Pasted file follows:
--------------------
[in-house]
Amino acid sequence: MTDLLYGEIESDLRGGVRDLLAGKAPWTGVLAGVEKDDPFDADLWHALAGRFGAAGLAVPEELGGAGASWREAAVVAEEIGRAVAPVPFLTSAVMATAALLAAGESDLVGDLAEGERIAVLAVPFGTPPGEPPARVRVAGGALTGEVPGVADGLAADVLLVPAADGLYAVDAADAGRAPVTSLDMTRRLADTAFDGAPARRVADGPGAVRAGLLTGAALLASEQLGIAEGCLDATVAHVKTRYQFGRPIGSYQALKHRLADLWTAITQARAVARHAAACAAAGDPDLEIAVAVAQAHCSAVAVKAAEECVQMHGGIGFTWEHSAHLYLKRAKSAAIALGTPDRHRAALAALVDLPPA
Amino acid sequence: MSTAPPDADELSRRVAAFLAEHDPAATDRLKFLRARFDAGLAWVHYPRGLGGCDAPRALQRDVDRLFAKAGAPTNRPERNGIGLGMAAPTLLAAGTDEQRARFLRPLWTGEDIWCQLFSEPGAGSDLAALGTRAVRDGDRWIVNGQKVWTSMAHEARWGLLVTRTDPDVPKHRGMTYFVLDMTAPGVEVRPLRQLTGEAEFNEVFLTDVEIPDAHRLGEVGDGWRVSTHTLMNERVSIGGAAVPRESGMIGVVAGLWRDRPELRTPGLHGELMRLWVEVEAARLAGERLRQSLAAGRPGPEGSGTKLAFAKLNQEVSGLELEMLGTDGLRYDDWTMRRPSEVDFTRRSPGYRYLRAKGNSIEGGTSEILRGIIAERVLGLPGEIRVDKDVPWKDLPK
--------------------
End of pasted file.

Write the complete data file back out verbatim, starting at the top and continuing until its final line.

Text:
[in-house]
Amino acid sequence: MTDLLYGEIESDLRGGVRDLLAGKAPWTGVLAGVEKDDPFDADLWHALAGRFGAAGLAVPEELGGAGASWREAAVVAEEIGRAVAPVPFLTSAVMATAALLAAGESDLVGDLAEGERIAVLAVPFGTPPGEPPARVRVAGGALTGEVPGVADGLAADVLLVPAADGLYAVDAADAGRAPVTSLDMTRRLADTAFDGAPARRVADGPGAVRAGLLTGAALLASEQLGIAEGCLDATVAHVKTRYQFGRPIGSYQALKHRLADLWTAITQARAVARHAAACAAAGDPDLEIAVAVAQAHCSAVAVKAAEECVQMHGGIGFTWEHSAHLYLKRAKSAAIALGTPDRHRAALAALVDLPPA
Amino acid sequence: MSTAPPDADELSRRVAAFLAEHDPAATDRLKFLRARFDAGLAWVHYPRGLGGCDAPRALQRDVDRLFAKAGAPTNRPERNGIGLGMAAPTLLAAGTDEQRARFLRPLWTGEDIWCQLFSEPGAGSDLAALGTRAVRDGDRWIVNGQKVWTSMAHEARWGLLVTRTDPDVPKHRGMTYFVLDMTAPGVEVRPLRQLTGEAEFNEVFLTDVEIPDAHRLGEVGDGWRVSTHTLMNERVSIGGAAVPRESGMIGVVAGLWRDRPELRTPGLHGELMRLWVEVEAARLAGERLRQSLAAGRPGPEGSGTKLAFAKLNQEVSGLELEMLGTDGLRYDDWTMRRPSEVDFTRRSPGYRYLRAKGNSIEGGTSEILRGIIAERVLGLPGEIRVDKDVPWKDLPK